To add another Redshift storage target, just add another configuration block under :targets:, starting with - :name:.

To add a new Postgres storage target, read on…

2. Loading events into Postgres

Loading events into Postgres is quite straightforward:

  1. Upgrade to the latest version of Snowplow as described above
  2. If you don’t have one already, setup a Postgres database server
  3. Create a snowplow database within Postgres
  4. Deploy the Snowplow schema and table into snowplow
  5. Configure StorageLoader to load into Postgres

For help on steps 2-4, please see our new guide, Setting up PostgreSQL. You can find the new PostgreSQL script on GitHub, here.

For step 5, you should create a StorageLoader configuration file which looks like this (as found on GitHub):

:aws:

  :access_key_id: ADD HERE

  :secret_access_key: ADD HERE

:s3:

  :region: ADD HERE # S3 bucket region

  :buckets:

    :in: ADD HERE

    :archive: ADD HERE

:download:

  :folder: ADD HERE # Postgres-only config option. Where to store the downloaded files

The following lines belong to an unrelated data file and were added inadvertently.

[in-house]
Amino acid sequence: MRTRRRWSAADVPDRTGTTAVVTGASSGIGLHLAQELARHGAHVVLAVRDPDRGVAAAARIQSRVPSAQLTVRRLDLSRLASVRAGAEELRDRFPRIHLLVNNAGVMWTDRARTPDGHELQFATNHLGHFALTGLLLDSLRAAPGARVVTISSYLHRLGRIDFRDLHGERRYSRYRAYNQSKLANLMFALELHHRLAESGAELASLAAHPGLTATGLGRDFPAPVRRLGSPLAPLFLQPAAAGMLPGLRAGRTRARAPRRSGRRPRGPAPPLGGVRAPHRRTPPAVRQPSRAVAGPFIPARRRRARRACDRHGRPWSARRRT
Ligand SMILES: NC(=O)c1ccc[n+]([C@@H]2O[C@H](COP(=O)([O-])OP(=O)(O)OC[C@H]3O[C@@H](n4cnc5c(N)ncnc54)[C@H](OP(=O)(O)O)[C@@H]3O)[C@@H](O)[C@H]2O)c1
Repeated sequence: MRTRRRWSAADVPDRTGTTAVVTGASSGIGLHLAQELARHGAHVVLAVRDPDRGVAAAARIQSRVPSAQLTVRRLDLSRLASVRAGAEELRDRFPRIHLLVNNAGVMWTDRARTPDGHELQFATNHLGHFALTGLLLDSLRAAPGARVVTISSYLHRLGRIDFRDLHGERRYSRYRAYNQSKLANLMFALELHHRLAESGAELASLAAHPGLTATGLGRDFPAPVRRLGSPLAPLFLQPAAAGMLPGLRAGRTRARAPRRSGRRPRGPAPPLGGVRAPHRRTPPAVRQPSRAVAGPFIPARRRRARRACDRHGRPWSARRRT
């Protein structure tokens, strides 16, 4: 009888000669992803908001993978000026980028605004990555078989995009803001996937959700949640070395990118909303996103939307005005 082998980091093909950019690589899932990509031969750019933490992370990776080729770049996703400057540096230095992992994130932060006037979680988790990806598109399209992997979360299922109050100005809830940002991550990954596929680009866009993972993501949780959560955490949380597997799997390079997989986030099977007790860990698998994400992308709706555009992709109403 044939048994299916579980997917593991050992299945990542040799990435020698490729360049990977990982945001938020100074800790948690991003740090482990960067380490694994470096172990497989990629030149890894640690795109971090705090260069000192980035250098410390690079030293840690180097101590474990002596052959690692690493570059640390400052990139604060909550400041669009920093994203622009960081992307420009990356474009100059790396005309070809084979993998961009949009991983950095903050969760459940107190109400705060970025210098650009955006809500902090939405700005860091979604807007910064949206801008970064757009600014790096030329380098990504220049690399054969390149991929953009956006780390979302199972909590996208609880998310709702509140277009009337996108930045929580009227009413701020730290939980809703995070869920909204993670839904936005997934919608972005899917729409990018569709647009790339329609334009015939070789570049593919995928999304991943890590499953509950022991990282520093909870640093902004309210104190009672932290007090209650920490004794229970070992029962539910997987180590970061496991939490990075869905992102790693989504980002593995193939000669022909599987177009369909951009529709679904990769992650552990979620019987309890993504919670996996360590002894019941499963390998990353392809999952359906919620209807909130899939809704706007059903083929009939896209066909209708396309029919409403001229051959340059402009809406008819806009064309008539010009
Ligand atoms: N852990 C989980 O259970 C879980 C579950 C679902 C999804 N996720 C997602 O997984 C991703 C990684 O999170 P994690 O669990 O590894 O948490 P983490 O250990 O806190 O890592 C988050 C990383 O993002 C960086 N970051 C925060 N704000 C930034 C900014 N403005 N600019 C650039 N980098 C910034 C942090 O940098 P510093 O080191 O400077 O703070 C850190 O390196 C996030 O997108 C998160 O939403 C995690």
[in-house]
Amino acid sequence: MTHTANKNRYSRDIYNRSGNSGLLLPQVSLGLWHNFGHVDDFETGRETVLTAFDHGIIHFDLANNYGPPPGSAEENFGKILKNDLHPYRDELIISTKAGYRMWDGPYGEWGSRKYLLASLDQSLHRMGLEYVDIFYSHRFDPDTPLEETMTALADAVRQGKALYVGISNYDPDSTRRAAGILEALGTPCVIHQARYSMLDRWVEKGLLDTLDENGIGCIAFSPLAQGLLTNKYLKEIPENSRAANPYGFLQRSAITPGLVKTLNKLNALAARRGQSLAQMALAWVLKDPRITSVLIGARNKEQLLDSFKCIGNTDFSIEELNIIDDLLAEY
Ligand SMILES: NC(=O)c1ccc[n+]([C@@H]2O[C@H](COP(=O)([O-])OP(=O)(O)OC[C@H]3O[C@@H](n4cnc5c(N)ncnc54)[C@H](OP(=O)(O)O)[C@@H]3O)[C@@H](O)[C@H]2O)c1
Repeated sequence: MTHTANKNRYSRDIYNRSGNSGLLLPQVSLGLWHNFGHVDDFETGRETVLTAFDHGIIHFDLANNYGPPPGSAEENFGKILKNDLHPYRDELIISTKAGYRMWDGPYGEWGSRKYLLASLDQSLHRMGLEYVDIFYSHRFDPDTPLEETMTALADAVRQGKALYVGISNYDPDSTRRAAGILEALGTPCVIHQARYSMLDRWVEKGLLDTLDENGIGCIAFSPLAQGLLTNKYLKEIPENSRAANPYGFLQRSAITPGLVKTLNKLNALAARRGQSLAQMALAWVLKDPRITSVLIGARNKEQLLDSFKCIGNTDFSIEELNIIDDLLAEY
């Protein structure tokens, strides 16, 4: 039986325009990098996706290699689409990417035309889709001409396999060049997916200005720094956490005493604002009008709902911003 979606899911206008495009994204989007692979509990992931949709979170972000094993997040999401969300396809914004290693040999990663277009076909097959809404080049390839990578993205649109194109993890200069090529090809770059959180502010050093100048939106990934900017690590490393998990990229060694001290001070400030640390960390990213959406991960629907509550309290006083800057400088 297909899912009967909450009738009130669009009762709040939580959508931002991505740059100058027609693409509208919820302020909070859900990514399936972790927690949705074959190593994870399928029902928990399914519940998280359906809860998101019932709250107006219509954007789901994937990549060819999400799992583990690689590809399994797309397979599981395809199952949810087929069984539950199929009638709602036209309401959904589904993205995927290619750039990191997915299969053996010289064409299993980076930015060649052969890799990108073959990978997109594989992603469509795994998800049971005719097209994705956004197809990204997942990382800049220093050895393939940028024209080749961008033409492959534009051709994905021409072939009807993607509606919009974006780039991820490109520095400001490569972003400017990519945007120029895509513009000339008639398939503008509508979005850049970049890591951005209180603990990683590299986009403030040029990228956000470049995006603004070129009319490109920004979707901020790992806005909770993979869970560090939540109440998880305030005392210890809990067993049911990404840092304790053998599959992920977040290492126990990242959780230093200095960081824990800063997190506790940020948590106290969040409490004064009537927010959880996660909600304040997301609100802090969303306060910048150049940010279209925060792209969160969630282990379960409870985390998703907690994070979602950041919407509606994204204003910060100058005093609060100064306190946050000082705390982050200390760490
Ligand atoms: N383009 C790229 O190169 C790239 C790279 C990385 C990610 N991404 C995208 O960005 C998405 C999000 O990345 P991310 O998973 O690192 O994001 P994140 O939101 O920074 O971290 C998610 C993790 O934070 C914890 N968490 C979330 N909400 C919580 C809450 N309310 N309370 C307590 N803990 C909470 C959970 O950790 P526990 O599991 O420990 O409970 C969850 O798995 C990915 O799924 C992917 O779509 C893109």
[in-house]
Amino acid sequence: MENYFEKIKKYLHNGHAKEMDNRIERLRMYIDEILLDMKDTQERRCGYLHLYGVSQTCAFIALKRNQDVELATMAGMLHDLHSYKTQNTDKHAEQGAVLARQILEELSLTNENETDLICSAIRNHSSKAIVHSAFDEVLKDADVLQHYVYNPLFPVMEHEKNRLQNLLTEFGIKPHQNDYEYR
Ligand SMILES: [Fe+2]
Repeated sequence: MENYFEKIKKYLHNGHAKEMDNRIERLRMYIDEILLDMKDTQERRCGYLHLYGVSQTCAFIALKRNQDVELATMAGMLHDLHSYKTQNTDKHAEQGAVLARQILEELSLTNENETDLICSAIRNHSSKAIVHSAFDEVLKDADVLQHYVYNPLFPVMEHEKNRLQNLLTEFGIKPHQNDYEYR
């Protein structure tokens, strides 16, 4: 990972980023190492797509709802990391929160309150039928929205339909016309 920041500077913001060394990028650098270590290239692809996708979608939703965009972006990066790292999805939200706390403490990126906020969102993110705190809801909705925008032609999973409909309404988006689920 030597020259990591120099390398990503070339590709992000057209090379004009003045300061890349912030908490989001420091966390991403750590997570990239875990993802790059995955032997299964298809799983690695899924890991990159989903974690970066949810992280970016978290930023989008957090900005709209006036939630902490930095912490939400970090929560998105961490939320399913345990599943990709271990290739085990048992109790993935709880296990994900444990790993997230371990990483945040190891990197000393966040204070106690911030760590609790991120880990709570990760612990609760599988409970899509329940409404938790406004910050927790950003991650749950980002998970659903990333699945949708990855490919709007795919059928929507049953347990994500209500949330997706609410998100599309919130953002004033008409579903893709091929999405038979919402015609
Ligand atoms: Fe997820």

:targets:

  - :name: "My PostgreSQL database"

    :type: postgres

    :host: ADD HERE # Hostname of database server

    :database: ADD HERE # Name of database

    :port: 5432 # Default Postgres port

    :table: atomic.events

    :username: ADD HERE

    :password: ADD HERE

    :maxerror: # Not required for Postgres

Make sure to set :folder: to a local directory where you can download the Snowplow event files to, ready for loading into your local Postgres database server.

3. Querying events with HiveQL

The new release makes it possible again to query your Snowplow events directly on Amazon S3 using HiveQL.

Steps are as follows:

  1. Upgrade to the latest version of Snowplow as described above
  2. Wait for Snowplow to run at least once following the upgrade
  3. Follow the instructions in our updated guide, Running Hive using the command line tools

If you want to run HiveQL queries across your historical event data (i.e. from before the upgrade), this is possible too. You will need to rename the timestamped folders in your event archive from the old format to the new format, by prepending run=. So for example, change:

s3://my-snowplow-archive/events/2013-07-01-04-00-03

To:

s3://my-snowplow-archive/events/run=2013-07-01-04-00-03

One this is done for all folders, all of your historic event files should be correctly partitioned ready for Hive to query.

4. Getting help

As always, if you do run into any issues or don’t understand any of the above changes, please raise an issue or get in touch with us via the usual channels.

For more details on this release, please check out the 0.8.8 Release Notes on GitHub.